The serigraph is a thoroughly modern graphic arts technique whose history dates back to the beginning of the modern era. In the Far East, the technique, or a variation on it consisting of cutting patterns into palm and banana leaves, was used to adorn decorative and clothing fabrics as well as playing cards. In Europe the technique developed rapidly in the 1950s, and in Poland it gained the name 'screen printing' from the milliners' sieves that were used to produce printing forms. After it became established as an important printing technique, screen-printing began to draw the interest of graphic artists. Adopted as an artistic technique, it was dubbed 'serigraphy.' Serigraphy provides almost limitless possibilities, and achieving excellence in this artistic discipline depends almost entirely on the degree to which a graphic artist masters its secrets. Screens can be used to produce both very simple and highly complex prints. Some multicolored prints are produced using multiple screens and dozens if not hundreds of colors. In recent years, the technique has been mastered to an unparalleled degree by a number of Japanese graphic artists, whose work was on view at the Graphic Arts Biennale in Krakow and the Poster Biennale in Wilanow.
was born in Krakow in 1923. He is a painter, theoretician, thinker and educator. During the Nazi occupation of Poland, he studied at the Kunstgewerbeschule in Krakow and went on to study painting at the Academy of Fine Arts in Krakow in the years 1945-47. In 1942 he spent nearly a year at St. John the Baptist Orthodox Monastery near Lviv, where he studied the history of icons and the art of painting them. In the years 1945-49 he was a member of the Grupa Mlodych Plastykow (Group of Young Visual Artists), and in 1957 he was among the founding members of the Stowarzyszenie Artystyczne Grupa Krakowska (Krakow Group Artistic Association). He was an educator for many years and from 1976 to 1992 served as a professor at the Academy of Fine Arts in Krakow.
Nowosielski has had over one hundred solo exhibitions and participated in more than two hundred fifty group exhibitions in Poland and beyond (among them, 1956 - the 28th Biennale di Venezia; 1959 - the 5th Biennale de Sao Paulo; 1961 - 15 Polish Painters, Museum of Modern Art, New York; 1965 - Profile IV, Polnische Kunst Heute, Staedtlische Kunstgalerie, Bochum; 1972 - Atelier 72, The Richard Demarco Gallery, Edinburgh; 1974 - Polish Painting Today, The Mall Galleries, London; 1977 - L'esprit romantique dans l'art polonais, Grand Palais, Paris; 1987 - Polnische Malerei 1945-87, Museum Wiesbaden, Wiesbaden; 1988 - Art at the Edge, Museum of Modern Art, Oxford; 1992 - Pabellon de las Artes EXPO'92, Sevilla).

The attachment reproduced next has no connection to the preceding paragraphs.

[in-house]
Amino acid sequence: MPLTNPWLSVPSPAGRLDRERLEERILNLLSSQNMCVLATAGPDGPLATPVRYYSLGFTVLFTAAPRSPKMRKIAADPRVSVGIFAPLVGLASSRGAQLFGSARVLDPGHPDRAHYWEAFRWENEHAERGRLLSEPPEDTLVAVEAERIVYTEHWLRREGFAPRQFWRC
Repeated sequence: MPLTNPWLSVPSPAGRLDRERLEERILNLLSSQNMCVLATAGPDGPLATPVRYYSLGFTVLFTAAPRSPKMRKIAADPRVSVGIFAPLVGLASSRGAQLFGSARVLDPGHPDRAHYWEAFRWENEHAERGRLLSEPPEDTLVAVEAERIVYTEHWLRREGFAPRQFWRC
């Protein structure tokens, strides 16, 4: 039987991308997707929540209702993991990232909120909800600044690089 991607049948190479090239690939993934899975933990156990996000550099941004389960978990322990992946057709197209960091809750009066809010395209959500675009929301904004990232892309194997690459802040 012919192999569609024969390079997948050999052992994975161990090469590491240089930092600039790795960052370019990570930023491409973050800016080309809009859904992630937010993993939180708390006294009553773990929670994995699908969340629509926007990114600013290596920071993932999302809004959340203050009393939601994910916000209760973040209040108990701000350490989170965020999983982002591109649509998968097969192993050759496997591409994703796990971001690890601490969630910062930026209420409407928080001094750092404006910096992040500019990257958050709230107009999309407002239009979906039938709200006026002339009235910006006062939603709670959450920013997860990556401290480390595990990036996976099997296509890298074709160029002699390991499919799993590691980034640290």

The author has painted numerous polychrome murals in religious buildings. These can be seen among other places at the Orthodox Church of the Sleeping Mother of God in Krakow, the parish church in the town of Wesola, the Church of the Order of the Reformati in Krakow, the Church of the Holy Spirit in Nowe Tychy, the Orthodox Church of the Sleeping Mother of God in Lourdes and the Orthodox church in the town of Bialy Bor.
Nowosielski's works can be found in virtually all of Poland's most important museum collections of contemporary art, as well as in numerous private collections around the world. In1996 the artist and his wife created a foundation that aims to support exceptionally talented artists, among other ways by financing fellowships and offering an annual arts prize (the first-ever Nowosielski Foundation Prize was awarded in May of 1997).Gallery of the Print and Poster
Galeria Grafiki i Plakatu
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